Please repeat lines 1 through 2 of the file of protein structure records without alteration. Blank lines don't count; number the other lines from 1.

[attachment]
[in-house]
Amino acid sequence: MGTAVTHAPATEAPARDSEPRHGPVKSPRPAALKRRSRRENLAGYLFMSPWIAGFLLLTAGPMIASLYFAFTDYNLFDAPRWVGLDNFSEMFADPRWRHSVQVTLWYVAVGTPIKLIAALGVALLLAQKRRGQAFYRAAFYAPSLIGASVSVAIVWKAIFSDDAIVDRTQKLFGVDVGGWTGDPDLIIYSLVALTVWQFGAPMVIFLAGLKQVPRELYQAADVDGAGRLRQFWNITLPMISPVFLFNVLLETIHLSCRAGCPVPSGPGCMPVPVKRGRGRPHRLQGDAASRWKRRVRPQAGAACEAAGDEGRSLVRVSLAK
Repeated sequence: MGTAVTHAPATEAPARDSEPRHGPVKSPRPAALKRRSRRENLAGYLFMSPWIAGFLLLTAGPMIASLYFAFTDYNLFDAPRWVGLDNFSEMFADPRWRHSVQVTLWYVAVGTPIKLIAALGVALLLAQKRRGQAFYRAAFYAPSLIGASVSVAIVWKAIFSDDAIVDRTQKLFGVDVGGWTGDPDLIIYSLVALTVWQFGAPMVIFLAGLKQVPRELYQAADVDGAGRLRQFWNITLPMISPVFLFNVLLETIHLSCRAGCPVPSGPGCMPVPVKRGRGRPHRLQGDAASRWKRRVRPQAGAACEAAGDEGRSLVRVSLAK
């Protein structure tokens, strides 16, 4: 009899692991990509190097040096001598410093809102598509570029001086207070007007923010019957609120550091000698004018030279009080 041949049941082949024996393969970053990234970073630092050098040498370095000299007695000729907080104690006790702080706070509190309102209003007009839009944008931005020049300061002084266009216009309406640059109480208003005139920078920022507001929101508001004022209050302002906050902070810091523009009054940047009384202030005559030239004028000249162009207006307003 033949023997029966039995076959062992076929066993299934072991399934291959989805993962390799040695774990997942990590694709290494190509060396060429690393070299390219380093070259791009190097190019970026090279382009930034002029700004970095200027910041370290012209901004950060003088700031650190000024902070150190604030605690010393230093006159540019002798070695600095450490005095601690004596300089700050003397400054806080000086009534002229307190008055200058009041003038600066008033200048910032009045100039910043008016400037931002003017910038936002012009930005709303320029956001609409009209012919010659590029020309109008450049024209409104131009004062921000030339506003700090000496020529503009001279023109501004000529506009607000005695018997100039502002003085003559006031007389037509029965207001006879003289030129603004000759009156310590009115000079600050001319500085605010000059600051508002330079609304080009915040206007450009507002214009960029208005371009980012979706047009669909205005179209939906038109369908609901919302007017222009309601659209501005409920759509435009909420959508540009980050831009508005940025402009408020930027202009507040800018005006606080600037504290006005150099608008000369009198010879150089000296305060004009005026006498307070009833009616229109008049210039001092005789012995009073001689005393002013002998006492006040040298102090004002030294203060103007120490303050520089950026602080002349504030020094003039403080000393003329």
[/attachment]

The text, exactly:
[in-house]
Amino acid sequence: MGTAVTHAPATEAPARDSEPRHGPVKSPRPAALKRRSRRENLAGYLFMSPWIAGFLLLTAGPMIASLYFAFTDYNLFDAPRWVGLDNFSEMFADPRWRHSVQVTLWYVAVGTPIKLIAALGVALLLAQKRRGQAFYRAAFYAPSLIGASVSVAIVWKAIFSDDAIVDRTQKLFGVDVGGWTGDPDLIIYSLVALTVWQFGAPMVIFLAGLKQVPRELYQAADVDGAGRLRQFWNITLPMISPVFLFNVLLETIHLSCRAGCPVPSGPGCMPVPVKRGRGRPHRLQGDAASRWKRRVRPQAGAACEAAGDEGRSLVRVSLAK